The problem is that for about 90% of retail investors (I’m probably being generous), trading isn’t going to be profitable in the long run. By stopping out you are needlessly turning a winning position into a loss because you didn’t have enough patience to let the position work.

Traders will say that they traded a small loss for the opportunity to make a winning trade. But they also traded a loss for the opportunity to make another loss, thus compounding the problem (which is what happens to most retail traders).

If you had just been patient the bull would have eventually turned your positions green. If you are patient enough those positions will end up being huge winners as the secular bull progresses.

Think about this before you put stops on volatile mining positions. That stop is the only guaranteed way to lose money in a secular bull market. Well, barring an individual company bankruptcy – a problem that can be avoided with ETF’s or ETF like baskets of mining stocks.

What next?

Gold and the dollar are now moving into critical periods. Gold is correcting into a daily cycle low that should bottom in the next week or two.

Whether gold drops below $1085 or not should tell us whether gold is still in an A-wave advance or if the A-wave is coming to an end and a B-wave decline is about to start.

There is also a scenario where gold could still be in a C-wave which would lead to another large leg up, possibly to, or above $1,400-$1,500. The future direction of the dollar will determine if that scenario plays out or not.

If gold is moving into a B-wave decline then we want to take positions as close to the bottom of the correction as possible in preparation for the ride to strong hand status and eventually the next C-wave advance.

If gold holds above $1085 then we need to watch the path of the dollar to determine whether we should exit positions when gold approaches the old highs at $1225 (A-waves rarely make new highs) or if the C-wave is going to continue. In that scenario we most definitely want to hold tight and reach strong hand status for the full ride up into the final C-wave parabolic spike.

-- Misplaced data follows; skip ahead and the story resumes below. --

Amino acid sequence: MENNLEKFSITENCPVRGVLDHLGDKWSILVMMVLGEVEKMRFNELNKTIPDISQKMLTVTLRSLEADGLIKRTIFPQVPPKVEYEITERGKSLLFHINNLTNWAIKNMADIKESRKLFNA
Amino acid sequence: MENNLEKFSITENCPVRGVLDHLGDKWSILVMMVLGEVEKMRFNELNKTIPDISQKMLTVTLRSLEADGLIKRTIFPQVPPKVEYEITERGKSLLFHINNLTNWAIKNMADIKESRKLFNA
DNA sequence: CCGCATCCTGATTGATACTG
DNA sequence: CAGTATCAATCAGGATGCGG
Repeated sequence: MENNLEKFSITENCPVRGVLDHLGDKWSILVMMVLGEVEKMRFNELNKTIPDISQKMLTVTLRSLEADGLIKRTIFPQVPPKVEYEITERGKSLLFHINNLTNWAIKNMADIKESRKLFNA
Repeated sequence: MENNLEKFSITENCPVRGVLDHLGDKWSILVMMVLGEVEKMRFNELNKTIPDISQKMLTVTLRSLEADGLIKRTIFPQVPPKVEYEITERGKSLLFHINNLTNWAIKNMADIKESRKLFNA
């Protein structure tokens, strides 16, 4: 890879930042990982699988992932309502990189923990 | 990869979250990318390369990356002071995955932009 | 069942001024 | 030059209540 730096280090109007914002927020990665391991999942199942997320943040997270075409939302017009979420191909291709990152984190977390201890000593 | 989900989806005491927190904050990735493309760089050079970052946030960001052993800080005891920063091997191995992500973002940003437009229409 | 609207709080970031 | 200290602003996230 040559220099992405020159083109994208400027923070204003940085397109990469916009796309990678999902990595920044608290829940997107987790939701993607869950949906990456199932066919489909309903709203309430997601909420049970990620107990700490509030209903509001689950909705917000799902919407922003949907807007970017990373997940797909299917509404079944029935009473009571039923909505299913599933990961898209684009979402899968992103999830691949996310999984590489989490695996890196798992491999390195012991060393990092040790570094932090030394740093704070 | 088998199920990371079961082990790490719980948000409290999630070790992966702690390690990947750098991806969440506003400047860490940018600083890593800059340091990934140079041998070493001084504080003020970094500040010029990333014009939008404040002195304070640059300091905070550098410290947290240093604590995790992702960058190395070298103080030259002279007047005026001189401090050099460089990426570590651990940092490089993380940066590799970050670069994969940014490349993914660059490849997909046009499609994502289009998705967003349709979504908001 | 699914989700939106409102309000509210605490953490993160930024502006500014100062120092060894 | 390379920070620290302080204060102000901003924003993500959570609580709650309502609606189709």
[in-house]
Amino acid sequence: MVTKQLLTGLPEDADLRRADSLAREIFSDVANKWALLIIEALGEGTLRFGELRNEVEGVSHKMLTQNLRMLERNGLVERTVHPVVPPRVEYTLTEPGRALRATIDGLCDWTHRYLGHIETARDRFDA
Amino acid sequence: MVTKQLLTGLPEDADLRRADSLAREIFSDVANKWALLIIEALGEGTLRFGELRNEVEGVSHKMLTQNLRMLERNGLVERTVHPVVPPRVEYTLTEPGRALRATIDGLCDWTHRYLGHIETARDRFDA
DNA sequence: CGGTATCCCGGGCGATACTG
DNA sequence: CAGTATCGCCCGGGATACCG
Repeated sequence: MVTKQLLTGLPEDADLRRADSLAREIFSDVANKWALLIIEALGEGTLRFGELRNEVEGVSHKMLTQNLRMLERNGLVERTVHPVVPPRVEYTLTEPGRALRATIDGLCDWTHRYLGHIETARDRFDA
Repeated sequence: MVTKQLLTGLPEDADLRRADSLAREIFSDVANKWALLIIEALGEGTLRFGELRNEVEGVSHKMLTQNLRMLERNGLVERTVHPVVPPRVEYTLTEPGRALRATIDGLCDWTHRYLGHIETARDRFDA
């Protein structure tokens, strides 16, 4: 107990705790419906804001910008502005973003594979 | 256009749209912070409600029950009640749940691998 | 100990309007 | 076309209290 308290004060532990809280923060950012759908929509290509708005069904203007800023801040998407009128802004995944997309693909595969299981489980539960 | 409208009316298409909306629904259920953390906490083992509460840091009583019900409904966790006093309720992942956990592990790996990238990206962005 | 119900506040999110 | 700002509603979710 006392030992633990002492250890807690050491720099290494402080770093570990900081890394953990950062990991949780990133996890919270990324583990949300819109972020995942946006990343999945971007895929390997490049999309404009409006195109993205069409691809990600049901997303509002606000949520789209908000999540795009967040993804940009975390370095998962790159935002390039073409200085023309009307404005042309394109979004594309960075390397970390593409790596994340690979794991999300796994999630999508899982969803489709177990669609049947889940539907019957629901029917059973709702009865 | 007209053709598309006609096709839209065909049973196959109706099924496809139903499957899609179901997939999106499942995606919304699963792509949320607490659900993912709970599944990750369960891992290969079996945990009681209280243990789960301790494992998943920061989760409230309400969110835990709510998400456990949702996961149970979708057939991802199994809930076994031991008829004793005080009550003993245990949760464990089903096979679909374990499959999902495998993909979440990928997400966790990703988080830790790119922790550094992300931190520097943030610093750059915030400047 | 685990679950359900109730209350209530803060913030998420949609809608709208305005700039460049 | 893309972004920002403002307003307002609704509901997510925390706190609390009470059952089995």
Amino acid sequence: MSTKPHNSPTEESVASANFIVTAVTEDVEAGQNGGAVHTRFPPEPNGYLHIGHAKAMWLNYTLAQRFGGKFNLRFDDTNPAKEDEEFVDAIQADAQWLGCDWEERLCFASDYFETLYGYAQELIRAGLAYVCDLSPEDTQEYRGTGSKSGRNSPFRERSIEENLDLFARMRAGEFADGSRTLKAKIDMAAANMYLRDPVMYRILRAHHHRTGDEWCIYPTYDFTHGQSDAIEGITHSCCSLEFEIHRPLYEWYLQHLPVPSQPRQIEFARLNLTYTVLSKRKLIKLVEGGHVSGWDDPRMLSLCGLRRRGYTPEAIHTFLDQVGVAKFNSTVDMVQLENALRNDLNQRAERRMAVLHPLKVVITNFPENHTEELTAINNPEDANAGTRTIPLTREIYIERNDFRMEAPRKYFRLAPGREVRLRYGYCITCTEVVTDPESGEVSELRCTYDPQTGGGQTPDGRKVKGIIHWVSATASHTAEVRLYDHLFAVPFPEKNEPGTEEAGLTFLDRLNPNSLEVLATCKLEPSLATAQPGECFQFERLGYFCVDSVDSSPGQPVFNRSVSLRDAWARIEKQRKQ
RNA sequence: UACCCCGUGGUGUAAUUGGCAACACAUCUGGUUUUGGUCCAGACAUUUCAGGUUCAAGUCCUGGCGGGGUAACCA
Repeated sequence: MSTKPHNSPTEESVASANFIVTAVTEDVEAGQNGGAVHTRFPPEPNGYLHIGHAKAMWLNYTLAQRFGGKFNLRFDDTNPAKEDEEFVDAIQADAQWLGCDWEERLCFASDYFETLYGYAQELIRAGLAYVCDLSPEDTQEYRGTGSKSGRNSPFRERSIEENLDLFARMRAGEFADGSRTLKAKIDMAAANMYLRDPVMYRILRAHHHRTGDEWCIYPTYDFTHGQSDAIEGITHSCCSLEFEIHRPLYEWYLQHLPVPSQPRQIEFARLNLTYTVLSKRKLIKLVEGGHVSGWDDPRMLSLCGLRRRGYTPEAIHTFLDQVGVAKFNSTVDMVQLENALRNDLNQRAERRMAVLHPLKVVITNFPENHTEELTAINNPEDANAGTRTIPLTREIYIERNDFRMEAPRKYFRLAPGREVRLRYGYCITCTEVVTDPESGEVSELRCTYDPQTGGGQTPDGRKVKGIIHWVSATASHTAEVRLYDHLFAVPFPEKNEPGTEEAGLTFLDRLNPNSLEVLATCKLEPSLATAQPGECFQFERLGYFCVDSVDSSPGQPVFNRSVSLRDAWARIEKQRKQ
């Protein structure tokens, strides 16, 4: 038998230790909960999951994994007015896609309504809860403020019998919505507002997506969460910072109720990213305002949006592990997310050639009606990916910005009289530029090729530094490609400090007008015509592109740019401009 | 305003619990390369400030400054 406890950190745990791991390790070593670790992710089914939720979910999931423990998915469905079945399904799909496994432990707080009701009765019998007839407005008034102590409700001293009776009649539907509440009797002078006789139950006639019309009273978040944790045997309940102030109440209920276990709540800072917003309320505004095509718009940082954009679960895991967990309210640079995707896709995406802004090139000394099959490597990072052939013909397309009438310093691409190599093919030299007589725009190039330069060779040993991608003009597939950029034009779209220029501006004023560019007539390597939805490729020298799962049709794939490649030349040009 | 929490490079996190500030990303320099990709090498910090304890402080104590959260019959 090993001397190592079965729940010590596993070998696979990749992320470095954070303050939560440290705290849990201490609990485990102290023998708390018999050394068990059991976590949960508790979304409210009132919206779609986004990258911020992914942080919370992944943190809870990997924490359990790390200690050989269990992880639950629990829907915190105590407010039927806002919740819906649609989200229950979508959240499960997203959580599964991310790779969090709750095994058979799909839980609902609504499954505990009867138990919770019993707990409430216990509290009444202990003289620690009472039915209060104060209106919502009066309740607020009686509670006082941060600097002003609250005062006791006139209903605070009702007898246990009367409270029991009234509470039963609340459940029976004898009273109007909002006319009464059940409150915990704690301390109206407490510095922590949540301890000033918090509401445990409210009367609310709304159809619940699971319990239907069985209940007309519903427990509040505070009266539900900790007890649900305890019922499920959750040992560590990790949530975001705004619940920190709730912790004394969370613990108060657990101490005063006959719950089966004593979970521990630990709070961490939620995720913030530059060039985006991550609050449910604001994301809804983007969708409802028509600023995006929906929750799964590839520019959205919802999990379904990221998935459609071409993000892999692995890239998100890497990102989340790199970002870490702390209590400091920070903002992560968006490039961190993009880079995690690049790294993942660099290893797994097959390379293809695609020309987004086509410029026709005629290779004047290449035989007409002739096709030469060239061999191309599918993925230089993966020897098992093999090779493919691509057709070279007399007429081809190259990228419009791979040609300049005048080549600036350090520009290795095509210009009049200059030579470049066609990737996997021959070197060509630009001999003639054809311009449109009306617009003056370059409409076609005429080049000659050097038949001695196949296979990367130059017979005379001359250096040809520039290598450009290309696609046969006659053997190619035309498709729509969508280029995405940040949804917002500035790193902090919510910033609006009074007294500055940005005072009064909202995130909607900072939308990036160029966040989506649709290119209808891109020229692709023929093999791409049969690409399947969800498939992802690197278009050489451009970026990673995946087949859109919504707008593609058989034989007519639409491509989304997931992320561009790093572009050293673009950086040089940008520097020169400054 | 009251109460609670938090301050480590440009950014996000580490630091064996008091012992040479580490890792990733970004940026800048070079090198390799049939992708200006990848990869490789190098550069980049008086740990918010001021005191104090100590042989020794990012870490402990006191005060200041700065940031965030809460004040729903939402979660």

I will be watching these various possibilities unfold with great interest and updating subscribers daily on my trading strategies as developments proceed.

Thursday, April 15, 2010


INTC beat earnings yesterday and this morning the market is loving it. Cramer is wildly bullish. BUY, BUY, BUY!

Unfortunately INTC has a history of marking turning points. Let's just say that buying the gap up on earnings hasn't been kind in the short term. Buying when INTC has closed at new 52 week highs the day they report has led to losing trades three days later every time.

The trend is clearly up and I doubt that we are at a final top for this cyclical bull but is the reward really worth the risk of taking Cramers advice?

As of yesterday the market had moved higher 71% of the days out of the February bottom. Folks that is verging on parabolic. Those never end well.

I liken the current market to playing musical chairs with 10 people but only one chair. Certainly you might catch more upside but almost certainly we are, at some point, going to go back down and test the breakout at 1150.

When it happens it's going to happen quickly. These kind of extreme momentum moves have a tendency to erase several weeks or even months of gains in just a handful of days. So one has to consider is the minimal upside really worth the risk of getting caught in a vicious correction?